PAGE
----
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We told them before! Express front page from 1990 becomes MPs' rallying cry to save Boris

NewsWe told them before! Express front page from 1990 becomes MPs' rallying cry to save Boris

Boris Johnson and Express front cover

Boris Johnson and the Maggie front page from 1990. (Image: PA)

An image of this newspaper’s famous splash headline “What Have They Done?” from the final days of Margaret Thatcher’s premiership was being circulated in text messages among ministers and backbenchers yesterday to make rebels think again.

Supporters of the Prime Minister said the words are a chilling warning from history about the long-term damage to the Conservative Party caused by toppling a leader with a proven knack for electoral success.

One Tory MP said: “This is more than apt. When Mrs Thatcher was brought down, it led to years of infighting in the Conservative Party.

“I fear that any plotting against Boris will result in the same divisions.”

Another added: “This Express headline is a warning of where bringing down a prime minister can lead. Some of our newer MPs are letting themselves get spooked by a bit of criticism. They need to toughen up.”

The image of the Express page one from November 23 1990s is being circulated as part of an effort among loyalist Tories to get behind the Prime Minister.

At the time, the headline was widely seen as summing up the despair of many grassroots Tory supporters and voters at the Cabinet ministers who forced Mrs Thatcher to resign.

Margaret Thatcher

Margaret Thatcher giving her last speech as Prime Minister. (Image: In Pictures Ltd./Corbis via Getty Images)

It was printed the day after the outgoing premier delivered a bravura performance at Prime Minister’s Questions shortly after announcing her resignation.

Mr Johnson’s allies have seized on the image amid weeks of leadership speculation with some rebel MPs demanding a confidence vote in his leadership of the Conservative Party.

Northern Ireland Minister Conor Burn, an ally of Mr Johnson who was also a close friend of Mrs Thatcher in her later years, said Tory MPs considering submitting in letters of no confidence in his leadership should follow the Express headline by asking themselves: “What are we doing?”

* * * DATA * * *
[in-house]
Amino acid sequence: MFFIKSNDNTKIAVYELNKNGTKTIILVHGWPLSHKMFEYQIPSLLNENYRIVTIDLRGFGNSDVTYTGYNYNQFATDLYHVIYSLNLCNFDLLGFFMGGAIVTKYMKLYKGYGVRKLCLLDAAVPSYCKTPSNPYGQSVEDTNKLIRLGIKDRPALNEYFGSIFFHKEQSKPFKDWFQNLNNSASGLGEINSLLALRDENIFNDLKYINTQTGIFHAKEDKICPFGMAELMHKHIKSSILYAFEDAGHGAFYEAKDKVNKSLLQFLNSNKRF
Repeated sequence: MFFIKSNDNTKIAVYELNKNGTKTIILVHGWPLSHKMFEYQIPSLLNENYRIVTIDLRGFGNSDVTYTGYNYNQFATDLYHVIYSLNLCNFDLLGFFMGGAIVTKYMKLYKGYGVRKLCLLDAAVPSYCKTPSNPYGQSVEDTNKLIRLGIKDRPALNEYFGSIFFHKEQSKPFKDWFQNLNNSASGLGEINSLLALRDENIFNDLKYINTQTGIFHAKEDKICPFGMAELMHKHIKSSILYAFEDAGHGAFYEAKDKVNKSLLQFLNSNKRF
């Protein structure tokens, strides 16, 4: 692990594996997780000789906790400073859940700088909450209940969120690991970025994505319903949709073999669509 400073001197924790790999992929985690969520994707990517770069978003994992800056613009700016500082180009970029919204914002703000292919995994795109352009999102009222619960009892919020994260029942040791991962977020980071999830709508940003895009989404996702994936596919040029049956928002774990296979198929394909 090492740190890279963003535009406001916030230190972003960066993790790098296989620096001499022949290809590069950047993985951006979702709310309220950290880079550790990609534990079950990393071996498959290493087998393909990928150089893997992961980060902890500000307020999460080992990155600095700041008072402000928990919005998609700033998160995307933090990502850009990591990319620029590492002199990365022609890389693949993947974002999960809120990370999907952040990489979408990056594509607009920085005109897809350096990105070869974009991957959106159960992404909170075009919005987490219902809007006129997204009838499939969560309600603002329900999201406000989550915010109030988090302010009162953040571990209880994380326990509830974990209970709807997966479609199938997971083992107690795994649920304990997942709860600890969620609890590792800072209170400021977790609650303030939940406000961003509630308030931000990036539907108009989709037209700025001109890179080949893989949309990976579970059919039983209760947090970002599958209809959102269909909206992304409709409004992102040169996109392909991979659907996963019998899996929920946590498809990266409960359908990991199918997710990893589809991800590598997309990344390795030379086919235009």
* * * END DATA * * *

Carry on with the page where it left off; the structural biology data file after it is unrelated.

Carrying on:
Mr Burns told today’s edition of the Chopper’s Politics podcast that he is convinced Mr Johnson will see off the threat.

“Not only is he going to survive, he is going to thrive. There was a headline the day after Margaret Thatcher resigned in the Daily Express, a picture of her standing outside No10 with a huge bouquet of flowers.

MP Conor Burn and the Prime Minister.

MP Conor Burn and the Prime Minister. (Image: Jeff J Mitchell/Getty Images)

“And it was the day after her amazing, no confidence speech and the headline was simply ‘What have they done?’

“I think there was a sense in the parliamentary party over the last 10 days. ‘What are we doing?’ And I think colleagues have pulled back. So I think he will get through this.

“I think he will rededicate himself to delivering for the British people. And I am absolutely confident that not only will he lead us into the next general election, he will win the next general election handsomely for the Conservative Party and for the United Kingdom.”

One recent attempted coup – dubbed the Pork Pie Plot at Westminster because of the alleged involvement of the MP representing Melton Mowbray – collapsed when backbencher Christian Wakeford, one of the key conspirators, defected to Labour.

Other foes of Mr Johnson are believed to be poised to submit letters to officials of the party’s powerful 1922 Committee demanding a confidence vote immediately after the long-expected Cabinet Office report into allegations of lockdown breaches in Downing Street is published.

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But some Tories believe momentum is now draining out of the plot to oust the Prime Minister.

One MP said: “A lot of the anger about the Downing Street party claims appears to be dissipating. Some colleagues listened to the claims about the Prime Minister being given a birthday cake and are beginning to question what all the fuss is about.”

With their fightback gathering momentum, morale among loyalist Tories was further boosted yesterday by an opinion poll showing their party significantly narrowing the gap on Labour.

The survey by Redfield & Wilton Strategies gave Labour a 41% share of support, down two points over the last week, and the Tories 34%, up four points.

Culture Secretary Nadine Dorries yesterday became the second Cabinet minister to warn that ousting the Prime Minister could trigger a general election.

Backing her Cabinet colleague Jacob Rees-Mogg, she hit back at critics who claimed a handover of power at Number 10 did not require an election.

Nadine Dorries

Culture Secretary Nadine Dorries (Image: Rob Pinney/Getty Images)